Hive supports several sizes of integer and floating-point types, a Boolean type, and
character strings of arbitrary length. Hive v0.8.0 added types for timestamps and binary
Table 3-1 lists the primitive types supported by Hive.
Table 3-1. Primitive data types


Literal syntax examples


1 byte signed integer.



2 byte signed integer.



4 byte signed integer.



8 byte signed integer.



Boolean true or false.



Single precision floating point.



Double precision floating point.





Literal syntax examples


Sequence of characters. The character
set can be specified. Single or double
quotes can be used.

'Now is the time', "for all
good men"

TIMESTAMP (v0.8.0+)

Integer, float, or string.

1327882394 (Unix epoch seconds),
1327882394.123456789 (Unix ep-

och seconds plus nanoseconds), and

12:34:56.123456789' (JDBCcompliant java.sql.Timestamp

BINARY (v0.8.0+)

Array of bytes.

See discussion below

As for other SQL dialects, the case of these names is ignored.
It’s useful to remember that each of these types is implemented in Java, so the particular
behavior details will be exactly what you would expect from the corresponding Java
types. For example, STRING is implemented by the Java String, FLOAT is implemented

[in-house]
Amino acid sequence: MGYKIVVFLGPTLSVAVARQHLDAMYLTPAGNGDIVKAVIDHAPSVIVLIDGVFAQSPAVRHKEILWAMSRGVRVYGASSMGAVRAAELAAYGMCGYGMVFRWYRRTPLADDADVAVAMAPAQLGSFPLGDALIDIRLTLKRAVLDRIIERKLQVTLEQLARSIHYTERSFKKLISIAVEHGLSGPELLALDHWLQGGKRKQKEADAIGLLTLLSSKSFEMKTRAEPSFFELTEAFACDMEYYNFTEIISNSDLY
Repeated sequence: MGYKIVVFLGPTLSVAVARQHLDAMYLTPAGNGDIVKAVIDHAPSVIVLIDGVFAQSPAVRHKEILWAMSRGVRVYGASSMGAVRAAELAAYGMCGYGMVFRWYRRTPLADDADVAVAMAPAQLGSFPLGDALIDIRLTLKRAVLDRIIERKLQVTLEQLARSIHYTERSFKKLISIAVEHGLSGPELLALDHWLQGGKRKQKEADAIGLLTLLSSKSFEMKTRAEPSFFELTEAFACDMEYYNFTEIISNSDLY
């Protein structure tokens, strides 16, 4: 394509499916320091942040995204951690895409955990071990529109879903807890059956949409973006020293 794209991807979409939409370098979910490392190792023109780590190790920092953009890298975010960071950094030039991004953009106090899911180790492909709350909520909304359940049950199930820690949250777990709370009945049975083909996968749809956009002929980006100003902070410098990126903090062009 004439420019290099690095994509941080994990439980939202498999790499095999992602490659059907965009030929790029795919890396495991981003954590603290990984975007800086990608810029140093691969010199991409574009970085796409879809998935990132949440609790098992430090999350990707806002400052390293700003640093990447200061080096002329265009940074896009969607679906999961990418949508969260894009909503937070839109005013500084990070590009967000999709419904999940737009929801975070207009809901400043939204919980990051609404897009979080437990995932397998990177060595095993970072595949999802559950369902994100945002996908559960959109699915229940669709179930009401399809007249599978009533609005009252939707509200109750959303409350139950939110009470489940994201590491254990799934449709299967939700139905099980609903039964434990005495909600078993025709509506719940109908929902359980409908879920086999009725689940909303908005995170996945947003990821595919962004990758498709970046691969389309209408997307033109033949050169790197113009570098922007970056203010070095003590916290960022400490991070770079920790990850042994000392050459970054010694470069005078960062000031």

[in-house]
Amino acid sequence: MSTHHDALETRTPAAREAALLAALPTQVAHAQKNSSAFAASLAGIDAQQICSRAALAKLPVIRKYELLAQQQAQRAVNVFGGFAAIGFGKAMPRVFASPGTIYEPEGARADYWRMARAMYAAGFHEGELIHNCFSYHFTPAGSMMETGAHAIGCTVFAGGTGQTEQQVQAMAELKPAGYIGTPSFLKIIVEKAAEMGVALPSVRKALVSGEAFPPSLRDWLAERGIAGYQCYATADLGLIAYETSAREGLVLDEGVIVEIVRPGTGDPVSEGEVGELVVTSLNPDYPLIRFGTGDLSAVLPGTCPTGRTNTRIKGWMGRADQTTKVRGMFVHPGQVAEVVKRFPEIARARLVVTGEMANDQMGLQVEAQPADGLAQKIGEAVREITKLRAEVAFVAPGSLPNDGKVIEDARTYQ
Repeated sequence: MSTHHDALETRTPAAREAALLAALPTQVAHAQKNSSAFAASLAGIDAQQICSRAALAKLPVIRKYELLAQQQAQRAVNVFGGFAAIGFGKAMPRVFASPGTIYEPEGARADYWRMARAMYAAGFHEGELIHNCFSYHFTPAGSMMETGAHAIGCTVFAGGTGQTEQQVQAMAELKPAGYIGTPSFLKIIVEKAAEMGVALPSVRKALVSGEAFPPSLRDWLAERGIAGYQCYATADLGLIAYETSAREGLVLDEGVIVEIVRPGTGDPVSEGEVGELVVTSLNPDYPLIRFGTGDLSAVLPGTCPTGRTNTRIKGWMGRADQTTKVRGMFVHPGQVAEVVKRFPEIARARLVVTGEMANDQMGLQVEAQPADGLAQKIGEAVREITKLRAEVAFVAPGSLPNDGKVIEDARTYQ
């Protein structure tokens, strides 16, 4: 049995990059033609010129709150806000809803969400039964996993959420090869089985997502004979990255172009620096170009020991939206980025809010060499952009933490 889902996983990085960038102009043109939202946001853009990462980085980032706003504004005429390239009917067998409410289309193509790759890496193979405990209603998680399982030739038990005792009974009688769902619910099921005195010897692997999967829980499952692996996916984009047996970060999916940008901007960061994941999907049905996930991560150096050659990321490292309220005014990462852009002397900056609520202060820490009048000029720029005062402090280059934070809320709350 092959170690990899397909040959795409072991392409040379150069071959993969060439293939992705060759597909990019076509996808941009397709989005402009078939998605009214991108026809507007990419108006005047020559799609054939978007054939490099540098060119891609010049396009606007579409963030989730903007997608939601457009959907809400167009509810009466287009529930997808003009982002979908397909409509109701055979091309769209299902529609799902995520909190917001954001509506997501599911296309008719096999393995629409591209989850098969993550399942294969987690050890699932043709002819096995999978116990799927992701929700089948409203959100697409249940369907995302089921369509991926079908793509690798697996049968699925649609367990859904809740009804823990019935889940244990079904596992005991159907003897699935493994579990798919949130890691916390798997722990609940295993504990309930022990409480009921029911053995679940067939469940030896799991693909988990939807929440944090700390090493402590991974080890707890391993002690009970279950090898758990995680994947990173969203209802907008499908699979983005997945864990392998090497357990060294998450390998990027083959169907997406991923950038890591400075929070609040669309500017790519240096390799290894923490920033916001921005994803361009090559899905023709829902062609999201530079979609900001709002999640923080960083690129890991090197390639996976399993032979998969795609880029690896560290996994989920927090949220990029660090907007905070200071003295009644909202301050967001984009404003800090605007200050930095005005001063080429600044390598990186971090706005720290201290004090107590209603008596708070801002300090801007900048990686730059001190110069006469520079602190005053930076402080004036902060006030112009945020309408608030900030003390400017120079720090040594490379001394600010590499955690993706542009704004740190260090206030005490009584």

by Java float, etc.
Note that Hive does not support “character arrays” (strings) with maximum-allowed
lengths, as is common in other SQL dialects. Relational databases offer this feature as
a performance optimization; fixed-length records are easier to index, scan, etc. In the
“looser” world in which Hive lives, where it may not own the data files and has to be
flexible on file format, Hive relies on the presence of delimiters to separate fields. Also,
Hadoop and Hive emphasize optimizing disk reading and writing performance, where
fixing the lengths of column values is relatively unimportant.
Values of the new TIMESTAMP type can be integers, which are interpreted as seconds since
the Unix epoch time (Midnight, January 1, 1970), floats, which are interpreted as seconds since the epoch time with nanosecond resolution (up to 9 decimal places), and
strings, which are interpreted according to the JDBC date string format convention,
YYYY-MM-DD hh:mm:ss.fffffffff.